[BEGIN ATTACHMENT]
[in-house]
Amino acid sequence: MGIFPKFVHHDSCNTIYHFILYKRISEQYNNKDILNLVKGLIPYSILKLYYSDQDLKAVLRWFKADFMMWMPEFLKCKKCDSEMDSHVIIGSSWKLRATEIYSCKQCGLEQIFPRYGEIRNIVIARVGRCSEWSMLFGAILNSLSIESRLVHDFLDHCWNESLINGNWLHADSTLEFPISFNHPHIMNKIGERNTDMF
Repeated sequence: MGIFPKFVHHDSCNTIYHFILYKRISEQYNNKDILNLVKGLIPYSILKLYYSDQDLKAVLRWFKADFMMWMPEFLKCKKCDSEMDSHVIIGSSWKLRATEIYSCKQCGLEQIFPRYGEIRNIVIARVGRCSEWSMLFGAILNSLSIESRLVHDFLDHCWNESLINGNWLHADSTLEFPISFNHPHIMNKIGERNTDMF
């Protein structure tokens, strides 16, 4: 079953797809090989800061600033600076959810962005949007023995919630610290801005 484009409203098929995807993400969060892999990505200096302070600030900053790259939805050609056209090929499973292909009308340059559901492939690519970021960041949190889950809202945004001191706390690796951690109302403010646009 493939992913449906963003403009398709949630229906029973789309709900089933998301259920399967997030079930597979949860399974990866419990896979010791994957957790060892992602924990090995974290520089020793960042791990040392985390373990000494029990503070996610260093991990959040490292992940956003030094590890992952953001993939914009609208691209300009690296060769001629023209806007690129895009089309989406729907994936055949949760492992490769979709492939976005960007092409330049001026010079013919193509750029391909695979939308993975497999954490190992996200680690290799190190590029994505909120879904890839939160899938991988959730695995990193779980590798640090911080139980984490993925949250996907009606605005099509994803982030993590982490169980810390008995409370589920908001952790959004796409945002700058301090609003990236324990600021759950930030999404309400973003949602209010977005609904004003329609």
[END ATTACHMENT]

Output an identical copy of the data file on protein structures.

[in-house]
Amino acid sequence: MGIFPKFVHHDSCNTIYHFILYKRISEQYNNKDILNLVKGLIPYSILKLYYSDQDLKAVLRWFKADFMMWMPEFLKCKKCDSEMDSHVIIGSSWKLRATEIYSCKQCGLEQIFPRYGEIRNIVIARVGRCSEWSMLFGAILNSLSIESRLVHDFLDHCWNESLINGNWLHADSTLEFPISFNHPHIMNKIGERNTDMF
Repeated sequence: MGIFPKFVHHDSCNTIYHFILYKRISEQYNNKDILNLVKGLIPYSILKLYYSDQDLKAVLRWFKADFMMWMPEFLKCKKCDSEMDSHVIIGSSWKLRATEIYSCKQCGLEQIFPRYGEIRNIVIARVGRCSEWSMLFGAILNSLSIESRLVHDFLDHCWNESLINGNWLHADSTLEFPISFNHPHIMNKIGERNTDMF
């Protein structure tokens, strides 16, 4: 079953797809090989800061600033600076959810962005949007023995919630610290801005 484009409203098929995807993400969060892999990505200096302070600030900053790259939805050609056209090929499973292909009308340059559901492939690519970021960041949190889950809202945004001191706390690796951690109302403010646009 493939992913449906963003403009398709949630229906029973789309709900089933998301259920399967997030079930597979949860399974990866419990896979010791994957957790060892992602924990090995974290520089020793960042791990040392985390373990000494029990503070996610260093991990959040490292992940956003030094590890992952953001993939914009609208691209300009690296060769001629023209806007690129895009089309989406729907994936055949949760492992490769979709492939976005960007092409330049001026010079013919193509750029391909695979939308993975497999954490190992996200680690290799190190590029994505909120879904890839939160899938991988959730695995990193779980590798640090911080139980984490993925949250996907009606605005099509994803982030993590982490169980810390008995409370589920908001952790959004796409945002700058301090609003990236324990600021759950930030999404309400973003949602209010977005609904004003329609």